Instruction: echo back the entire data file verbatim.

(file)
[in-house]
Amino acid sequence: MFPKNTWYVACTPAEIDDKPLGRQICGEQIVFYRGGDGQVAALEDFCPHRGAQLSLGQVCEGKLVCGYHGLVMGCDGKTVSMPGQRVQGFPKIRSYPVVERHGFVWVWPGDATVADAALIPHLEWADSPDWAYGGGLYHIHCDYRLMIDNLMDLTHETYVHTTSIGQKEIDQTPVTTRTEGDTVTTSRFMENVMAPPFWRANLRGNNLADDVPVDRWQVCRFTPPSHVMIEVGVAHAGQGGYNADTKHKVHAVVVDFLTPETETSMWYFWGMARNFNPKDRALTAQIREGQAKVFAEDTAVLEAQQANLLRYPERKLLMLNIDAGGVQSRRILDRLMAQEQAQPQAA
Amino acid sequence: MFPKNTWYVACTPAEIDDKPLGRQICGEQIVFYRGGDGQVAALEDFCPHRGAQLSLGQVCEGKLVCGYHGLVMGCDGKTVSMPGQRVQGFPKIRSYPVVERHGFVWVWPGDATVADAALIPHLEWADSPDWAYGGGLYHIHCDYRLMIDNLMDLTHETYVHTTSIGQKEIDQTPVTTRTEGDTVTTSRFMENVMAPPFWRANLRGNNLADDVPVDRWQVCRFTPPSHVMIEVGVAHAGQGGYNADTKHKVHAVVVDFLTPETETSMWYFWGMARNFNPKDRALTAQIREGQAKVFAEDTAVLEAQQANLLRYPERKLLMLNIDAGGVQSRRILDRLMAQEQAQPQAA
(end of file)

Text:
[in-house]
Amino acid sequence: MFPKNTWYVACTPAEIDDKPLGRQICGEQIVFYRGGDGQVAALEDFCPHRGAQLSLGQVCEGKLVCGYHGLVMGCDGKTVSMPGQRVQGFPKIRSYPVVERHGFVWVWPGDATVADAALIPHLEWADSPDWAYGGGLYHIHCDYRLMIDNLMDLTHETYVHTTSIGQKEIDQTPVTTRTEGDTVTTSRFMENVMAPPFWRANLRGNNLADDVPVDRWQVCRFTPPSHVMIEVGVAHAGQGGYNADTKHKVHAVVVDFLTPETETSMWYFWGMARNFNPKDRALTAQIREGQAKVFAEDTAVLEAQQANLLRYPERKLLMLNIDAGGVQSRRILDRLMAQEQAQPQAA
Amino acid sequence: MFPKNTWYVACTPAEIDDKPLGRQICGEQIVFYRGGDGQVAALEDFCPHRGAQLSLGQVCEGKLVCGYHGLVMGCDGKTVSMPGQRVQGFPKIRSYPVVERHGFVWVWPGDATVADAALIPHLEWADSPDWAYGGGLYHIHCDYRLMIDNLMDLTHETYVHTTSIGQKEIDQTPVTTRTEGDTVTTSRFMENVMAPPFWRANLRGNNLADDVPVDRWQVCRFTPPSHVMIEVGVAHAGQGGYNADTKHKVHAVVVDFLTPETETSMWYFWGMARNFNPKDRALTAQIREGQAKVFAEDTAVLEAQQANLLRYPERKLLMLNIDAGGVQSRRILDRLMAQEQAQPQAA